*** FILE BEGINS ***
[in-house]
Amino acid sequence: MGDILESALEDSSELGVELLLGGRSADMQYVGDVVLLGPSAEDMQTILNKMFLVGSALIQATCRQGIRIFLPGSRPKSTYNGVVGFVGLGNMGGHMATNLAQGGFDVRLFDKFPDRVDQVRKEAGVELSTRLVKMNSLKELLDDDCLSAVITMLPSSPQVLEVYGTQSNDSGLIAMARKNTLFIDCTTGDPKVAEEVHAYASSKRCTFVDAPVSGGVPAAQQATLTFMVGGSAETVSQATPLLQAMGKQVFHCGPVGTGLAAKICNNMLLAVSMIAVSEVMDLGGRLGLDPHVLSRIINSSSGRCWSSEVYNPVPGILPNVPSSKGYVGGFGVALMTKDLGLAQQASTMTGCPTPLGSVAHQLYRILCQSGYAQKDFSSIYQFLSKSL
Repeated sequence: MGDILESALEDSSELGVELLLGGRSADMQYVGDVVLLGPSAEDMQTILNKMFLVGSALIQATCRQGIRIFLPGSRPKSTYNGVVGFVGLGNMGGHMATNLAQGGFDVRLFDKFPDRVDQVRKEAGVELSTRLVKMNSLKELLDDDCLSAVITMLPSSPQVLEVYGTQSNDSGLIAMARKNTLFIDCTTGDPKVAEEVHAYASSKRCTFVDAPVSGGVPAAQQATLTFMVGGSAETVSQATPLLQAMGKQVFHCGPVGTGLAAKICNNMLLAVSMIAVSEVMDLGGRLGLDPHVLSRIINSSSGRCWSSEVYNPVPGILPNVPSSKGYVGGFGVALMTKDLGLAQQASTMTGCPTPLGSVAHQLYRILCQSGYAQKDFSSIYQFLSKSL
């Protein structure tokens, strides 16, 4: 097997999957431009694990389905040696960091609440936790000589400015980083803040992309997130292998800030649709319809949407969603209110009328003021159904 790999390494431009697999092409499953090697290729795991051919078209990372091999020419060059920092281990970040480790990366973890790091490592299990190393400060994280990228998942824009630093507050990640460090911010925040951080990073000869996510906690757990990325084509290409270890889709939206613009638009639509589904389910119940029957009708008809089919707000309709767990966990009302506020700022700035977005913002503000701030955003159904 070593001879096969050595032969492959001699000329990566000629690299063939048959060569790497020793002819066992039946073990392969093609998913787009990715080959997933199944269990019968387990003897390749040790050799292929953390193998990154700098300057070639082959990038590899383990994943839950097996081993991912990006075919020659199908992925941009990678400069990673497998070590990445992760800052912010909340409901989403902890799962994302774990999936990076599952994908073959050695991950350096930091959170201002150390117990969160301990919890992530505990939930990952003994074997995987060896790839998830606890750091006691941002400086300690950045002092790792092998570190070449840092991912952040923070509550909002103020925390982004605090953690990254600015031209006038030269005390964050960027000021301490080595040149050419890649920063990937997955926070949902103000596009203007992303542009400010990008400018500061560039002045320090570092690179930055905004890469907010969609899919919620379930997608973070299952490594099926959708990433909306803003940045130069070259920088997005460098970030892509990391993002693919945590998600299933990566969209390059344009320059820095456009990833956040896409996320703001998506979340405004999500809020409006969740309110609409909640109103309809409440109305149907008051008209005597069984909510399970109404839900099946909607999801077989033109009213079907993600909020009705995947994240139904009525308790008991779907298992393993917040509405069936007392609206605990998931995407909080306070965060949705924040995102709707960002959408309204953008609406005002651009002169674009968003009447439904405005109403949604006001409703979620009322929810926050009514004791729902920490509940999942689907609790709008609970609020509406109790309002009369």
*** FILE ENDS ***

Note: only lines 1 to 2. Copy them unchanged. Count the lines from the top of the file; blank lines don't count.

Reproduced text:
[in-house]
Amino acid sequence: MGDILESALEDSSELGVELLLGGRSADMQYVGDVVLLGPSAEDMQTILNKMFLVGSALIQATCRQGIRIFLPGSRPKSTYNGVVGFVGLGNMGGHMATNLAQGGFDVRLFDKFPDRVDQVRKEAGVELSTRLVKMNSLKELLDDDCLSAVITMLPSSPQVLEVYGTQSNDSGLIAMARKNTLFIDCTTGDPKVAEEVHAYASSKRCTFVDAPVSGGVPAAQQATLTFMVGGSAETVSQATPLLQAMGKQVFHCGPVGTGLAAKICNNMLLAVSMIAVSEVMDLGGRLGLDPHVLSRIINSSSGRCWSSEVYNPVPGILPNVPSSKGYVGGFGVALMTKDLGLAQQASTMTGCPTPLGSVAHQLYRILCQSGYAQKDFSSIYQFLSKSL